In 2009, Austin became the first municipality in the state of Texas to ban texting while driving on a city-wide basis. The law went into effect January 1, 2010, and to most people, it sounded like a good idea. Apparently, however, the ban hasn’t proved to be the panacea some expected, and this week, city officials are again reminding drivers of the restriction.
The primary problem faced in this area is enforcement. It’s difficult enough for police to spot someone inside a vehicle and determine that he or she is sending or viewing a text message or other electronic communication. It is even more difficult given the language of the ordinance, which does not prohibit the use of cell phones and related devices for some other purposes. The ordinance, § 12-1-34, reads, in pertinent part:
“(A) A driver of a motor vehicle may not use a wireless communication device to view, send, or compose an electronic message or engage other application software while operating a motor vehicle.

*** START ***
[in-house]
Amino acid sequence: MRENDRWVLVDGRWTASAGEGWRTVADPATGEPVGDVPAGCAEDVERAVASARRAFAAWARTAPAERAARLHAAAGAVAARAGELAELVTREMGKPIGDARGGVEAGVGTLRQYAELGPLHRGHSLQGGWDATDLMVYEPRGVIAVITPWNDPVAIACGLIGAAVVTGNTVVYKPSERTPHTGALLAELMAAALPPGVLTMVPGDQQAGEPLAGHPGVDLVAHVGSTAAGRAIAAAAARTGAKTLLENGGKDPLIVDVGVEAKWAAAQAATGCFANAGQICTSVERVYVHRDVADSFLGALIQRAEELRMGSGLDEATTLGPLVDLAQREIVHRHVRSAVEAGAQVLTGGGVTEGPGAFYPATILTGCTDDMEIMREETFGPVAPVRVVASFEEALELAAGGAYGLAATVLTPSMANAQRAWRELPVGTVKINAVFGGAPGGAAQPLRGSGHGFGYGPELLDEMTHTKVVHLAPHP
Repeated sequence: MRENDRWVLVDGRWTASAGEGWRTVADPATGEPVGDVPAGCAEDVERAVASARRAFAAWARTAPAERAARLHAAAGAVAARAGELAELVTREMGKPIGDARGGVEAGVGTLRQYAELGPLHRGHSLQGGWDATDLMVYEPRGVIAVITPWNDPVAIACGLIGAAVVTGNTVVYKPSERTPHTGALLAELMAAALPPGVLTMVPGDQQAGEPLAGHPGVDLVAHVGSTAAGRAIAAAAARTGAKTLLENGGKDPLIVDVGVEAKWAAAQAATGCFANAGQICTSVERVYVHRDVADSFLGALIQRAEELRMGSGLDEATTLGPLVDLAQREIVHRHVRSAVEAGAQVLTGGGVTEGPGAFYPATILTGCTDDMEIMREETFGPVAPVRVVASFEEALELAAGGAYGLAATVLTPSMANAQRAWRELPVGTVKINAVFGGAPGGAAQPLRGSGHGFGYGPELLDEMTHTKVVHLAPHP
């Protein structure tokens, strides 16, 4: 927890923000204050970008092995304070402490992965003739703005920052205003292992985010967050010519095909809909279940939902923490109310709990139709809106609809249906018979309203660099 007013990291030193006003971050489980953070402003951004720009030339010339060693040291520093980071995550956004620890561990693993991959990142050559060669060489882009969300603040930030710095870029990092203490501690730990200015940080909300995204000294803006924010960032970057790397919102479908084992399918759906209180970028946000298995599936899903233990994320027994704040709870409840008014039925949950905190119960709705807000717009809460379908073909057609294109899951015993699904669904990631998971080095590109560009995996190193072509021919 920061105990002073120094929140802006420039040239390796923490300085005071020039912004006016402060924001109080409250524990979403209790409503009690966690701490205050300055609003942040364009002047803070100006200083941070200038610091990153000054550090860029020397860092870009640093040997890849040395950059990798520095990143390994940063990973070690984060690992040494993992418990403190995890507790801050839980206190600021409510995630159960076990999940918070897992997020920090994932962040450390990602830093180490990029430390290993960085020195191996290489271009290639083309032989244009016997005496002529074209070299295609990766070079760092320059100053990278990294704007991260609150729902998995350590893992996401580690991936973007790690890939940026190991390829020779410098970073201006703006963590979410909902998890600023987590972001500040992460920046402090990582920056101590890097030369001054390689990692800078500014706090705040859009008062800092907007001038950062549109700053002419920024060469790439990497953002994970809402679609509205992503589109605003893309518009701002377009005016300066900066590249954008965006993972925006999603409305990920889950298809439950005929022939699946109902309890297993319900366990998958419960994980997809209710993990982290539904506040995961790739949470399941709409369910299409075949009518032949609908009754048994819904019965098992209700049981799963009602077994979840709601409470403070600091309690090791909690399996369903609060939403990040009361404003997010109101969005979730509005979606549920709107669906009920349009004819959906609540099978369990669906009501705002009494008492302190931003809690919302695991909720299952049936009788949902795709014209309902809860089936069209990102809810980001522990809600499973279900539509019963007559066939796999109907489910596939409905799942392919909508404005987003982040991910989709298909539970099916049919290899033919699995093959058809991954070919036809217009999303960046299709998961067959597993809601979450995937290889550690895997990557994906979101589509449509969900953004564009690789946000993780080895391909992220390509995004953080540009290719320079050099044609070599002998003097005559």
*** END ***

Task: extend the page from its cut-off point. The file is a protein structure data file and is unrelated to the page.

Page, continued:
(B) It is an affirmative defense to prosecution of an offense under this section if a wireless communications device is used:
(1) while the vehicle is stopped;
(2) strictly to engage in a telephone conversation, including dialing or deactivating the call;
(3) as a global positioning or navigation system that is affixed to the vehicle;
(4) for obtaining emergency assistance to report a traffic accident, medical emergency, or serious traffic hazard, or to prevent a crime about to be committed;
(5) in the reasonable belief that a person’s life or safety is in immediate danger;
(6) if the device is permanently installed inside the vehicle; or
(7) solely in a voice-activated or other hands-free mode.”
A simple example demonstrates the point. You can’t text, but you can dial someone’s telephone number on a cell phone. How is a police officer to tell if a driver is pressing numbers to call someone or pressing letters for a text? Pretty difficult, if not impossible, we think. The fact remains, though, that there are 100,000 accidents each year that are blamed on texting while driving.
A violation of the Austin ordinance is a class C misdemeanor, and a conviction could lead to a fine of up to $500. And with the current news pointing to increasing attempts at enforcement, we remind our readers to be careful with those cell phones.
Law Office of David D. White, PLLC
1205 Rio Grande Street
Austin, TX 78701